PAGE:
This commentary is by Paul Dame, chair of the Vermont GOP.
Hundreds of thousands of Vermonters have recently received their own November General Election ballot delivered to the comfort of their own home. But some, including myself, have received more than just their own ballots. Despite living in my current single-family home for more than four years, I received a ballot for someone else that I don’t know, nor was it the person I bought the house from.
This highlights one of the problems with the all mail-in voting scheme that Democrats rushed through the legislature. And while Republicans actually benefited from this in 2020 by picking up four seats in the House and one in the Senate, it still leaves a lot of room for improvement.
The reason I got an excess ballot at my home address is because virtually everyone who knows anything about Vermont elections knows that, generally speaking, our voter rolls are terribly outdated and unmaintained. There are certainly some towns out there who do an excellent job keeping their list updated and accurate. It can become a point of pride, especially because when we have an accurate voter list it boosts our voter participation rate.
But like any database, the voter list does not maintain itself. Town clerks and the secretary of state can’t spend all of their “free time” scouring the internet and death records or change of address forms in order to accurately update the voter checklist — they need the help of honest citizens who want to clean up this relatively sloppy process. As I’ve said before, ballots are not being mailed to people; they are being mailed to addresses, and the people may or may not be there.
Remember, every voter on the checklist who doesn’t actually live at the registered address is an additional postage cost for the state. And with postage rates rising just as fast as everything else, that is getting compounded over time and across thousands of potentially bad ballots.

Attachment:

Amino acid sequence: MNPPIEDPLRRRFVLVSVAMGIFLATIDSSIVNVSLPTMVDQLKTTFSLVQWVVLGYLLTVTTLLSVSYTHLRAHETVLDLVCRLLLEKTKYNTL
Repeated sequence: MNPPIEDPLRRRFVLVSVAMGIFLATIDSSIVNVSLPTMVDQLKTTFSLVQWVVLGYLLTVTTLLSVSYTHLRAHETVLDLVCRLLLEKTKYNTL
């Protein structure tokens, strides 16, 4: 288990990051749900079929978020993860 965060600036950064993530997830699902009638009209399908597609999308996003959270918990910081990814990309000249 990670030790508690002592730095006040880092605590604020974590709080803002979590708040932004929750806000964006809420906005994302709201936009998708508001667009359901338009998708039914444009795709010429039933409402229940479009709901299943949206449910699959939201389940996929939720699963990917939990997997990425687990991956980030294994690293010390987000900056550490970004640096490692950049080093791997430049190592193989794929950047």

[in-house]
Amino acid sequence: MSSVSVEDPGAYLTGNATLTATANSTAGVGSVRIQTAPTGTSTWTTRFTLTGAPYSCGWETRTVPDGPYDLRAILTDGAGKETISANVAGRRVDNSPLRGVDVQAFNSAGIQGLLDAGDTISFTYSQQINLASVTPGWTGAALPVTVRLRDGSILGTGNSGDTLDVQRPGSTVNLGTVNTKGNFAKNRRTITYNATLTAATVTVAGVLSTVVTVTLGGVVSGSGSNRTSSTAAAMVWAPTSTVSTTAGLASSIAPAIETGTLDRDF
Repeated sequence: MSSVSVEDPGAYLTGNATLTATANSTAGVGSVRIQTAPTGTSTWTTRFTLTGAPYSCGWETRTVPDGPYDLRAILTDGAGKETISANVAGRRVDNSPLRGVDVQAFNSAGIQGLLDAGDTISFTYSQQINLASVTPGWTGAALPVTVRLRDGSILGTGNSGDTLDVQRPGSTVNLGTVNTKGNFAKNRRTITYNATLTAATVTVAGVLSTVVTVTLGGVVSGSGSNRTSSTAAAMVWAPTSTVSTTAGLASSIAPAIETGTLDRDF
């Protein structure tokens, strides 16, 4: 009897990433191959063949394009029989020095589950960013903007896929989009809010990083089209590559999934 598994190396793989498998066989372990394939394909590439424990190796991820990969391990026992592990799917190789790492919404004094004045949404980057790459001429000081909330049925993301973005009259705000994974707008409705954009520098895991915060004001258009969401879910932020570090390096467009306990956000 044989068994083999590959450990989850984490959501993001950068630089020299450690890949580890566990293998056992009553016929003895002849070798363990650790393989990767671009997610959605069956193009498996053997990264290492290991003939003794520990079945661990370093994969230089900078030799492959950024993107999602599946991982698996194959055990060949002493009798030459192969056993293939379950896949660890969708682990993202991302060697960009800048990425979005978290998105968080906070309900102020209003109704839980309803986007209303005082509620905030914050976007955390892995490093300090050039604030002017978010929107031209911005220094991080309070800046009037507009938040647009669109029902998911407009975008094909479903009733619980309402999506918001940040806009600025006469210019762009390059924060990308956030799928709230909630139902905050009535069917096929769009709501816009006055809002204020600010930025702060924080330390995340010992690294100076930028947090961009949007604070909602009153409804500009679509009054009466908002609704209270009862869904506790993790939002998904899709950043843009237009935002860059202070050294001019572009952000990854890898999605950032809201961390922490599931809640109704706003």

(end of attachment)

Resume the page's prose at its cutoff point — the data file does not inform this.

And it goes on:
So rather than merely complaining about the process, the VTGOP is going to take a small step in improving our efforts to make our elections more efficient and more safe. Last week we launched a new page on our website titled “Excess Ballot Reporting”
If you have received an excess ballot, you can report it on our website. Just leave us the information from the ballot, specifically whose name was on the ballot, what address it was sent to, and any other relevant information you may have. You can also include your own contact info so we can follow up with any questions. You can use this if you are like me, and received a stranger’s ballot in your mailbox, or if you are like a listener I spoke with on my last radio appearance you may have received duplicate of your own ballot. WCAX also covered the launch here on their website, and since we started last week we’ve been recording an average of one new Excess Ballot report nearly every eight hours.
Since our town clerks are incredibly busy, and there isn’t anything they can do about the list before Election Day, the state party will be waiting until after the election, and forwarding all of these reports to the town clerk or appropriate election authority in order for them to begin the challenge process outlined in state law. While we can forward the information, only the local election authority can properly purge the voter rolls.
While I know of no known cases of someone casting a vote with an excess ballot, we can all do out part to reduce the number of excess ballots being circulated through the mail in the next election by filing a report or contacting your own town clerk yourself. It will also save the state money for unnecessary postage every other year and reduce the number of voters who get concerned when someone else’s ballot arrives unexpectedly.